“Unlike common-rail trucks there’s little one can do about smoke on older mechanical trucks. Or so we thought.”

Driving Impressions

When we first got the truck running with Power Driven Diesel’s 450/500hp fuel kit and AFC Live, the difference in performance was immediately apparent. Even with the 3,000-pound camper, the truck was clearly faster, and turned all the way up it was noticeably so. We also spent a good deal of time fiddling with the AFC Live, turning the knobs every which way, and tuning in the fuel curve. Although a tiny puff of smoke was still there if we hit the throttle hard, the rest of the powerband could be cleaned right up. Hitting the “override” switch at full throttle was also handy for situations like merging or passing on a two-lane road. We couldn’t wait to get the camper off, and do some 0-60 mph and quarter-mile testing.

Since we installed Power Driven Diesel’s fueling package along with its AFC Live and Max Travel kit, we already had the intake horn and injector lines removed. This gave Total Performance Diesel owner Drake Swett easy access to the AFC housing. Owners of trucks that are stock will have to remove the factory tamper-proof screw with a chisel, vice grips, or a screwdriver (basically any way you can remove it without damage). Ours had already been mangled, which led us to believe someone had already been in the pump.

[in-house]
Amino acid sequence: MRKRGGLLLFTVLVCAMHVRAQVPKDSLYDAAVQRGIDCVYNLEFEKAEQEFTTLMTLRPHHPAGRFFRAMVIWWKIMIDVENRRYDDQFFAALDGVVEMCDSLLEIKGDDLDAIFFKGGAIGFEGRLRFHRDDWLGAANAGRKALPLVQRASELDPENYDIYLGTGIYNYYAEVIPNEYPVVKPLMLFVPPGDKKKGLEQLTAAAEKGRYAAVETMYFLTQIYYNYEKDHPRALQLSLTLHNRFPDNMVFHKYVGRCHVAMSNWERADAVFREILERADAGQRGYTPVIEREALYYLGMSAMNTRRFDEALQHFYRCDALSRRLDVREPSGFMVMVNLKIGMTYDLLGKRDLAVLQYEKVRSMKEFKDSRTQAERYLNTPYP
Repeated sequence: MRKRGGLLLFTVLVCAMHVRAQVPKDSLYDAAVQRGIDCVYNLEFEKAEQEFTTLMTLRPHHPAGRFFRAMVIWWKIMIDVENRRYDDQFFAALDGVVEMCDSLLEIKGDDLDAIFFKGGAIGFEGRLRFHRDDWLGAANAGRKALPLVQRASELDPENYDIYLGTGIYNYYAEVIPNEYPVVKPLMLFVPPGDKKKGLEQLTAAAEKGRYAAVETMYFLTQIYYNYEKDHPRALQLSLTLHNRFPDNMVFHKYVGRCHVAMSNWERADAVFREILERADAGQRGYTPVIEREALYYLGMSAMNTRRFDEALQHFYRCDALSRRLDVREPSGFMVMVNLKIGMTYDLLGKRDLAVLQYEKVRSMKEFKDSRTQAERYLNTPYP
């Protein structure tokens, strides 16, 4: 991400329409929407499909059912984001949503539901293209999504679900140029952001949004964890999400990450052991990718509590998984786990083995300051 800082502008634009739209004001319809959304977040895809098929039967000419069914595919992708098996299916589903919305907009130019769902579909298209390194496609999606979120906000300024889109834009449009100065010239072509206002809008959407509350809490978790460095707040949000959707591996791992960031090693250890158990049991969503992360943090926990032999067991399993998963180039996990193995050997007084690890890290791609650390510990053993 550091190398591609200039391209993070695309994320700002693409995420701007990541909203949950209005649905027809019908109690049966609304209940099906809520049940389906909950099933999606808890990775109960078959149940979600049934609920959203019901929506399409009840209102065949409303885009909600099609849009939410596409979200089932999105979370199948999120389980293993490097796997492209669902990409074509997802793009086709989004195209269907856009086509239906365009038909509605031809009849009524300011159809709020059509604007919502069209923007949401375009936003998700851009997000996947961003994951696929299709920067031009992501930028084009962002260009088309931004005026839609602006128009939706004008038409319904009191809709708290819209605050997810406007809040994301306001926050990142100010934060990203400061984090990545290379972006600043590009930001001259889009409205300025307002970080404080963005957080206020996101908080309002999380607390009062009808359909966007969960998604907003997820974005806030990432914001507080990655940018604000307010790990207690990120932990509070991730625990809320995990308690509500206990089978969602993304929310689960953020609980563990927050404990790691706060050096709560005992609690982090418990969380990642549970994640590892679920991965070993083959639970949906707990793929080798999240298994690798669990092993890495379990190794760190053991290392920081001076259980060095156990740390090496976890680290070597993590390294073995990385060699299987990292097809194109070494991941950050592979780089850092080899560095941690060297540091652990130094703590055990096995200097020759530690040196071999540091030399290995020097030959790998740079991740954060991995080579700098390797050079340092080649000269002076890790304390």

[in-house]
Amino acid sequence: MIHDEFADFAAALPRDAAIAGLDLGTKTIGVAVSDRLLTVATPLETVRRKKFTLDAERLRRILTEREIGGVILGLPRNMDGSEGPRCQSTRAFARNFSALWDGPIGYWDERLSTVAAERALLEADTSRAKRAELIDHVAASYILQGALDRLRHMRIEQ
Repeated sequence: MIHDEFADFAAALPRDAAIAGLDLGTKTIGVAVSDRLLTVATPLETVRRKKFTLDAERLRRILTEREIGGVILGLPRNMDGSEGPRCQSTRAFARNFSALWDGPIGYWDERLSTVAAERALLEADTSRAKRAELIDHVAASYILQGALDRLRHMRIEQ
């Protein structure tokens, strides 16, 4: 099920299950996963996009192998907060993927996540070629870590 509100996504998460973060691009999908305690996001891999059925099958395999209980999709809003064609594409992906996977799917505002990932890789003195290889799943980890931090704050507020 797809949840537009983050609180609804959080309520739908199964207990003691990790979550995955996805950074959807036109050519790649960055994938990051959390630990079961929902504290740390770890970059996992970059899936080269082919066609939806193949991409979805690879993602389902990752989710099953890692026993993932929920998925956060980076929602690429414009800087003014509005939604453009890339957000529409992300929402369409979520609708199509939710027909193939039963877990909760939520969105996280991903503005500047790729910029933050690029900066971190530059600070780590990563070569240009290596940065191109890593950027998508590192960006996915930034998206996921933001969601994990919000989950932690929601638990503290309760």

Quarter-Mile Runs

To get both ends of the spectrum, we made two quarter mile passes with the fuel turned all the way down, then two runs with the fuel turned all the way up. We were a little nervous about running a full quarter mile with no EGT gauge, but based upon past experience, we decided to risk it. The last 12-valve we tested that was bone-stock ran the quarter in a yawn-inducing 19.2 seconds at 70mph, so we were pretty happy when we hit 18.28 at 82 mph, even with the truck turned all the way down.

With the AFC housing off, we found a #6 fuel plate, which would have boosted the factory horsepower from 180 hp, to an estimated 250 hp (at the flywheel). For Power Driven Diesel’s kit to work however, the fuel plate is (carefully) removed, and fuel control is performed instead through the AFC Live controller.